Facial expressions of emotions convey not only information about emotional states but also about interpersonal intentions. The present study investigated whether factors known to influence the decoding of emotional expressions—the gender and ethnicity of the stimulus person as well as the intensity of the expression—would also influence attributions of interpersonal intentions. For this, 145 men and women rated emotional facial expressions posed by both Caucasian and Japanese male and female stimulus persons on perceived dominance and affiliation. The results showed that the sex and the ethnicity of the encoder influenced observers' ratings of dominance and affiliation. For anger displays only, this influence was mediated by expectations regarding how likely it is that a particular encoder group would display anger. Further, affiliation ratings were equally influenced by low intensity and by high intensity expressions, whereas only fairly intense emotional expressions affected attributions of dominance.
This is a preview of subscription content, log in to check access.
Buy single article
Instant access to the full article PDF.
Tax calculation will be finalised during checkout.
Subscribe to journal
Immediate online access to all issues from 2019. Subscription will auto renew annually.
Tax calculation will be finalised during checkout.
Argyle, M. (1986). Rules for social relationships in four cultures. Australian Journal of Psychology, 38, 309–318.
Berry, D. S., & Brownlow, S. (1989). Were the physiognomists right? Personality correlates of facial babyishness. Personality and Social Psychology Bulletin, 15, 266–279.
Briton, N. J., & Hall, J. A. (1995). Gender-based expectancies and observer judgments of smiling. Journal of Nonverbal Behavior, 19, 49–65.
Brody, L. R., & Hall, J. A. (1993). Gender and emotion. In M. Lewis & J. M. Haviland (Eds.), Handbook of emotions (pp. 447–460). New York: Guilford Press.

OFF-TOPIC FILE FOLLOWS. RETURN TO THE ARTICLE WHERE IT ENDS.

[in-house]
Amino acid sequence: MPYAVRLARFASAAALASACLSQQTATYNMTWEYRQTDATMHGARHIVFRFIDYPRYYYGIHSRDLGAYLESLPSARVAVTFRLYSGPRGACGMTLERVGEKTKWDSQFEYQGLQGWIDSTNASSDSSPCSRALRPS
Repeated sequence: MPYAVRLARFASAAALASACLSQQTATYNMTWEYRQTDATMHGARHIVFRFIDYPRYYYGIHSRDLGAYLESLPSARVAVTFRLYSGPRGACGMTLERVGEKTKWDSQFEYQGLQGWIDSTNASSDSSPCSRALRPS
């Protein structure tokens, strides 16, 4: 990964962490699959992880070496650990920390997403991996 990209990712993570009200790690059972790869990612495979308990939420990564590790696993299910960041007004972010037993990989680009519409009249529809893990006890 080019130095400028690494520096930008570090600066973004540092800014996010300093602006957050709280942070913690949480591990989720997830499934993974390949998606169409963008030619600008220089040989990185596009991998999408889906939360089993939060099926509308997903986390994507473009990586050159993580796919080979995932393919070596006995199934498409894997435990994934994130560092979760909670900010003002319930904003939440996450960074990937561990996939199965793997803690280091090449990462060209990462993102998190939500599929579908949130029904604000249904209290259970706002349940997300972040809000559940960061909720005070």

Brunel, M. L. (1989). L'empathie en counseling interculturel. SantéMental au Quebec, 14, 81–94.
Buck, R. (1984). The communication of emotion. New York: Guilford Press.
Crawford, J., Kippax, S., Onyx, J., Gault, U., & Benton, P. (1992). Emotion and gender: Constructing meaning from memory. London: Sage.
Darwin, C. (1872/1965). The expression of the emotions in man and animals. Chicago: The University of Chicago Press. (Originally published, 1872.)
Ekman, P. (1982). Emotion in the human face, 2nd edition. Cambridge: Cambridge University Press.
Ekman, P., & Friesen, W. V. (1971). Constants across cultures in the face and emotion. Journal of Personality and Social Psychology, 17(2), 124–129.
Fischer, A. (1993). Sex differences in emotionality: Fact or Stereotype? Feminism & Psychology, 3, 303–318.
Frijda, N. (1986). The emotions. Cambridge: Cambridge University Press.
Frijda, N. H., Kuipers, P., & ter Shure, E. (1989). Relations among emotion appraisal and emotional action readiness. Journal of Personality and Social Psychology, 57, 212–228.
Frijda, N. H., & Mesquita, B. (1994). The social roles and functions of emotions. In S. Kitayama & H. R. Markus (Eds.), Emotion and Culture (pp. 51–87). Washington, DC: American Psychological Association.